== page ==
Grade 2 Curriculum Summary


    Reading/Language Arts

    The Scott Foresman Reading Street program provides a comprehensive research-based approach to reading and language arts instruction. The program draws from children’s literature organized around six themes: 1) Exploration 2) Working Together 3) Creative Ideas 4) Our Changing World 5) Responsibility 6) Traditions. There are equal numbers of fiction and nonfiction selections, and informational text supports both science and social studies. Skill instruction focuses on five core areas—phonemic awareness, phonics, fluency, vocabulary, and comprehension. Student progress is monitored regularly and instruction is differentiated according to student needs. Key components of Reading Street include writing, spelling, grammar, and study skills.

    The writing component of Reading Street is used in conjunction with the Empowering Writers Program. Empowering Writers builds awareness of writing through reading experiences. The Empowering Writers Program encourages students to look with author's eyes at the elements in a story. Students begin to write simple narrative stories with a clear beginning, middle, and end. Elaborate Detail is developed as writing progresses.
    Lively Letters, a phonics curriculum, provides powerful mnemonics (memory aids) through the combined use of pictures and imagery, humorous stories, hand cues and oral kinesthetic (mouth movement) cues. This is a fun, dynamic, teacher and student-friendly program that uses lively letter characters with personalities that are embedded directly into the letter shapes.
    Handwriting Without Tears is a research-based writing program that teaches writing in a developmentally appropriate, sequential format. Children master easier letters first and progress to the more difficult letters.

    Fundations is a multisensory and systematic phonic program in place from K-3.  Students learn the sound symbol relationships and apply them to reading and spelling.


    Bridges Math Program


    The Scott Foresman Science curriculum has been adopted to teach science concepts, vocabulary, and reading skills. Students progress through three levels of the inquiry process: developing process skills, participating in teacher-guided activities, and conducting hands-on experiments. As scientists, the children are called upon to make observations, record data, form hypotheses, and draw conclusions. Instruction focuses on fundamental concepts of life science, physical science, earth and space science, and technology/engineering. The children explore units of study that include weather, seasons, the water cycle, living things, the life cycle, and properties of matter.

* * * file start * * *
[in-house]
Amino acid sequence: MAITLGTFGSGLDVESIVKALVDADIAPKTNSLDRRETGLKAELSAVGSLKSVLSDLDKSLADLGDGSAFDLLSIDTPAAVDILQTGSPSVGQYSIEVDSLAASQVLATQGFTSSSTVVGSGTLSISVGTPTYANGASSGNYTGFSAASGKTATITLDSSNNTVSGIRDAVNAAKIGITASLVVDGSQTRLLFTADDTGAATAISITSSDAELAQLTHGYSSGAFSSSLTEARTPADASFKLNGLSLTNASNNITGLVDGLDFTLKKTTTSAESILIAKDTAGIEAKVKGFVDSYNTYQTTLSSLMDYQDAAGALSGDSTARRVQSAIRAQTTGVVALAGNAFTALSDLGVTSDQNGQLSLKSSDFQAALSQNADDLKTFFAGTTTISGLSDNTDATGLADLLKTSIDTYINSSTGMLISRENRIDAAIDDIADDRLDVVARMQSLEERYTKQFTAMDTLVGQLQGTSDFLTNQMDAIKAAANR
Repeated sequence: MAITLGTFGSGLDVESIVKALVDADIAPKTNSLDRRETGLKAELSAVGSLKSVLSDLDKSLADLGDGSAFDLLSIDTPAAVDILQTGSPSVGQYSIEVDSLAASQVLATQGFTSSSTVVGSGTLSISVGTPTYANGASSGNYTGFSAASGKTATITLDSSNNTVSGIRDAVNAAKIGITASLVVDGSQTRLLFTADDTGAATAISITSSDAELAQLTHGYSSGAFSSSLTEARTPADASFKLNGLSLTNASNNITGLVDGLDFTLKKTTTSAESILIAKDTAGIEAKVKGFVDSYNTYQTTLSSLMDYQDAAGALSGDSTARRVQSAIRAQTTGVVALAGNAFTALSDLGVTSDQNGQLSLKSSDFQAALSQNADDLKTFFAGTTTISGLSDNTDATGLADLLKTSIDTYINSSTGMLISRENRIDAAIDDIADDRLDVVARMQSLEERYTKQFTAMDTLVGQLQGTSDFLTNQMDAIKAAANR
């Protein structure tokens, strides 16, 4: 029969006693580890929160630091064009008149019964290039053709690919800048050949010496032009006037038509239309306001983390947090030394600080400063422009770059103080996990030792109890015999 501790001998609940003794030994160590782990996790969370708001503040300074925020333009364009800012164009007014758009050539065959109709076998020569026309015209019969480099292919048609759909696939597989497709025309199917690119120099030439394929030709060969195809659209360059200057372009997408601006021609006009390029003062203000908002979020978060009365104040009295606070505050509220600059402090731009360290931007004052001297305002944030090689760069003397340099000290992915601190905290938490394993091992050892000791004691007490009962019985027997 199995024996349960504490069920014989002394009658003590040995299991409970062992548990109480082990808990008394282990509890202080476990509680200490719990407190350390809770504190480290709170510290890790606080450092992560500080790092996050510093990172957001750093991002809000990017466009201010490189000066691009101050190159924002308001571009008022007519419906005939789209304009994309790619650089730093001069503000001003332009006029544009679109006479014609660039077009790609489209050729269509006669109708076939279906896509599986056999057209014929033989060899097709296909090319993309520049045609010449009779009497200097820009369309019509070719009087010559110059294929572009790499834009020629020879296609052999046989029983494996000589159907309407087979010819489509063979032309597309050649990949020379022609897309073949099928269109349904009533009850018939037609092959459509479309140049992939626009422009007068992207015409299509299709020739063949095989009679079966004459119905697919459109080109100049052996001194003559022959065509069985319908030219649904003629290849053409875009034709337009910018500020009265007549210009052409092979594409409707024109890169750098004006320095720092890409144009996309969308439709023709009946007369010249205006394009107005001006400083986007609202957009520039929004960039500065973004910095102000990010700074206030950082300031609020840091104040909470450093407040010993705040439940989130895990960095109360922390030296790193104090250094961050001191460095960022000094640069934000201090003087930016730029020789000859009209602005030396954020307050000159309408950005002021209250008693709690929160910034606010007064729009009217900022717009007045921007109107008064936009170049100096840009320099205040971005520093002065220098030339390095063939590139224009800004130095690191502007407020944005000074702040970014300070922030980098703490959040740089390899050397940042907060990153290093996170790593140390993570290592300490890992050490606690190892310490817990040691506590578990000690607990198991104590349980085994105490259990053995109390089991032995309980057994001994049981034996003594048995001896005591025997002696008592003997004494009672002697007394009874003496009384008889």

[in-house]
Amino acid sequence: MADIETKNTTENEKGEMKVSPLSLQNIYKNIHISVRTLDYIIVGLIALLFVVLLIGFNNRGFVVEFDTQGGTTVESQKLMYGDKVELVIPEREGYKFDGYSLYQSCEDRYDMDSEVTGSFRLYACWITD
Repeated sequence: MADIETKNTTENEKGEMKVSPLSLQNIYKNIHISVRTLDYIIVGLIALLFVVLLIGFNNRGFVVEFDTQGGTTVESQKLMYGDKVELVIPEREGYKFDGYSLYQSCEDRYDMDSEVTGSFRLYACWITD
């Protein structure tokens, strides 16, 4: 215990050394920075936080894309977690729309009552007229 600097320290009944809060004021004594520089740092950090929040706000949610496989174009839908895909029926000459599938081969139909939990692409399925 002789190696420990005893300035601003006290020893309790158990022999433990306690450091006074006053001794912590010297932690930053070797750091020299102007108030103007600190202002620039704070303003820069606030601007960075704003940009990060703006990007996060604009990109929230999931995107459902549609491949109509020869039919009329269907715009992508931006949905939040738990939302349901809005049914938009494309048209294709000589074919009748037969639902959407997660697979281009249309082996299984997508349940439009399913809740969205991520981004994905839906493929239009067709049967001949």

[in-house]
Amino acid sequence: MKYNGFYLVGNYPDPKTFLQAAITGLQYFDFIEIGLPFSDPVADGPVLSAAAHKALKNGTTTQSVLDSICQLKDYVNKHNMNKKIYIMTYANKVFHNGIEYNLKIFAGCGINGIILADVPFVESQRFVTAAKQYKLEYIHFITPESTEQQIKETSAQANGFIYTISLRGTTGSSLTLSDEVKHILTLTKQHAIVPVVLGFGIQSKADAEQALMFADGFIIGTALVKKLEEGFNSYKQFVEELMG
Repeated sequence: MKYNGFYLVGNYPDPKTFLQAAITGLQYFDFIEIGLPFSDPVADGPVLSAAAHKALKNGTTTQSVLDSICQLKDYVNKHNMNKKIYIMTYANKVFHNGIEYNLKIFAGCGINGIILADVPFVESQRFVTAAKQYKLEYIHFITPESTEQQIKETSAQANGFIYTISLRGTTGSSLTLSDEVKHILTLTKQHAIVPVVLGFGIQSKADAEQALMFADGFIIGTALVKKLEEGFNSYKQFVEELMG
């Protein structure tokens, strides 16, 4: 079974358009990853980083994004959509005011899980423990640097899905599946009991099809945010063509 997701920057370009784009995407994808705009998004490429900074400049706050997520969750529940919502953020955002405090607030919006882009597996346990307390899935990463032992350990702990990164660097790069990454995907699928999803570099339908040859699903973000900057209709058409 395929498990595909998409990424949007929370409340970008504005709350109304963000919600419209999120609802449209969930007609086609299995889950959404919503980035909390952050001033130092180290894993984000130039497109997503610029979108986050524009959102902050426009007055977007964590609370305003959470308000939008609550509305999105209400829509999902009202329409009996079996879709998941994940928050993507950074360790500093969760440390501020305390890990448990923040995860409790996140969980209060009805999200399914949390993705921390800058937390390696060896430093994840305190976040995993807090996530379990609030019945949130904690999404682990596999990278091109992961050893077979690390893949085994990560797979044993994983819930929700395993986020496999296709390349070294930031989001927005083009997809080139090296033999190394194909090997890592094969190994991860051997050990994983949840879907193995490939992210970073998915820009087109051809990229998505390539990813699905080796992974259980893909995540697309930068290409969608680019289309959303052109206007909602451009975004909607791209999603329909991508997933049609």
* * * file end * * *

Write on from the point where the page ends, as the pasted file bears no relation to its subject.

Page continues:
Students receive technology instruction in the computer lab setting each week. Activities are designed to allow children to become familiar with the keyboard, engage in writing, drawing, and projects that are connected to classroom themes. All computers in the lab are Internet connected and topic searches are supervised. Technology is also integrated in the classroom to support learning. 

    Library/Information Literacy

    A weekly library program offers initial exposure to library materials, authors, and resources. Children’s literature is selected from a variety of genres and supports and extends classroom topics. Research skills are introduced and applied to classroom projects. Students begin learning the Dewey Decimal system for classifying and locating library resources.

    Social Studies

    The Scott Foresman Social Studies program is designed to extend the reading curriculum. Reading instruction and content are combined in units of study entitled Where We Live, Our Earth, Our Country Today, Our Country Long Ago, and People and Places in History. Geography is a major unit of study and mapping skills are developed throughout the year. Children Discovering Justice is a literacy-based civics education program that teaches social studies and history through reading and discussion of high quality children’s literature. The second grade curriculum focuses on our country’s promise of equality and justice for all. Concepts of freedom, liberty, and equality are presented in the context of historical events and through fiction and nonfiction selections.


    Music instruction includes singing a varied repertoire of music, reading and notation, and playing instruments. Activities provide opportunities for children to improvise, compose, and arrange music and students use music vocabulary to describe, analyze, and interpret music. Students enjoy performing for parents during the school year.


    Students are encouraged to express their ideas and feelings through a variety of media, materials, and techniques. Children use visual arts vocabulary to interpret art and learn about the role of artists in history and culture. Learning experiences are connected to classroom curriculum themes.

    Physical Education

    A developmental approach incorporates age-appropriate skills and knowledge in the areas of games, dance, gymnastics, and health-related fitness. An equal emphasis is placed on each child’s personal and social development.